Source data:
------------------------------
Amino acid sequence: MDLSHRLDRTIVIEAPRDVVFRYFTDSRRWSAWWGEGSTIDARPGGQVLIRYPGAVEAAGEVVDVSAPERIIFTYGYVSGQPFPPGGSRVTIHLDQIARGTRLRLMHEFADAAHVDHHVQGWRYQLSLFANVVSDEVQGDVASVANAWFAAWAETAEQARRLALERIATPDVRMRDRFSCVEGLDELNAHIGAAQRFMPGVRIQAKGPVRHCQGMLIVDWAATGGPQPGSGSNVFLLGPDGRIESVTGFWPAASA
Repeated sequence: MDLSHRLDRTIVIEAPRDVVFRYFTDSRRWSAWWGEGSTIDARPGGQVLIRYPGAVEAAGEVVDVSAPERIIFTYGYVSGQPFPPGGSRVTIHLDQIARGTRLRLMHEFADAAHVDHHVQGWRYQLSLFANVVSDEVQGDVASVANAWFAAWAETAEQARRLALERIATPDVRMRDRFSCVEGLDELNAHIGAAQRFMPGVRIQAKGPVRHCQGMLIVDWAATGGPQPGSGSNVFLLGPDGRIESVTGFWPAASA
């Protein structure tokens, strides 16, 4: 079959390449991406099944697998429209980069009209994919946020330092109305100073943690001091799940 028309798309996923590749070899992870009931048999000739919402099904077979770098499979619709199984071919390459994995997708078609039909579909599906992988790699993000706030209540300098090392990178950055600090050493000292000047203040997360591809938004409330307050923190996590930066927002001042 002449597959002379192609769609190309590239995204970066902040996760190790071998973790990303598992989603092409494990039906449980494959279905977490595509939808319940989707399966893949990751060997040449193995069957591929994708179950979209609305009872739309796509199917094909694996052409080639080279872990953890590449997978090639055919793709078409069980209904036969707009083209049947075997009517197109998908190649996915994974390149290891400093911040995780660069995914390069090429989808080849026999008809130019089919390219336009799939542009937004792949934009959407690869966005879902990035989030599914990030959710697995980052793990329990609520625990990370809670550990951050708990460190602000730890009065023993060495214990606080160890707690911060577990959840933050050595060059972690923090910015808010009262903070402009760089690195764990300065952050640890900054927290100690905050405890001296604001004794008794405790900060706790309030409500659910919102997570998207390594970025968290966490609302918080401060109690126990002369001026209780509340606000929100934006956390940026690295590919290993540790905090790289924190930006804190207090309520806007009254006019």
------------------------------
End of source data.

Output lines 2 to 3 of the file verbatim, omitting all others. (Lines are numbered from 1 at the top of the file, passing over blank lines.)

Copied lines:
Repeated sequence: MDLSHRLDRTIVIEAPRDVVFRYFTDSRRWSAWWGEGSTIDARPGGQVLIRYPGAVEAAGEVVDVSAPERIIFTYGYVSGQPFPPGGSRVTIHLDQIARGTRLRLMHEFADAAHVDHHVQGWRYQLSLFANVVSDEVQGDVASVANAWFAAWAETAEQARRLALERIATPDVRMRDRFSCVEGLDELNAHIGAAQRFMPGVRIQAKGPVRHCQGMLIVDWAATGGPQPGSGSNVFLLGPDGRIESVTGFWPAASA
């Protein structure tokens, strides 16, 4: 079959390449991406099944697998429209980069009209994919946020330092109305100073943690001091799940 028309798309996923590749070899992870009931048999000739919402099904077979770098499979619709199984071919390459994995997708078609039909579909599906992988790699993000706030209540300098090392990178950055600090050493000292000047203040997360591809938004409330307050923190996590930066927002001042 002449597959002379192609769609190309590239995204970066902040996760190790071998973790990303598992989603092409494990039906449980494959279905977490595509939808319940989707399966893949990751060997040449193995069957591929994708179950979209609305009872739309796509199917094909694996052409080639080279872990953890590449997978090639055919793709078409069980209904036969707009083209049947075997009517197109998908190649996915994974390149290891400093911040995780660069995914390069090429989808080849026999008809130019089919390219336009799939542009937004792949934009959407690869966005879902990035989030599914990030959710697995980052793990329990609520625990990370809670550990951050708990460190602000730890009065023993060495214990606080160890707690911060577990959840933050050595060059972690923090910015808010009262903070402009760089690195764990300065952050640890900054927290100690905050405890001296604001004794008794405790900060706790309030409500659910919102997570998207390594970025968290966490609302918080401060109690126990002369001026209780509340606000929100934006956390940026690295590919290993540790905090790289924190930006804190207090309520806007009254006019």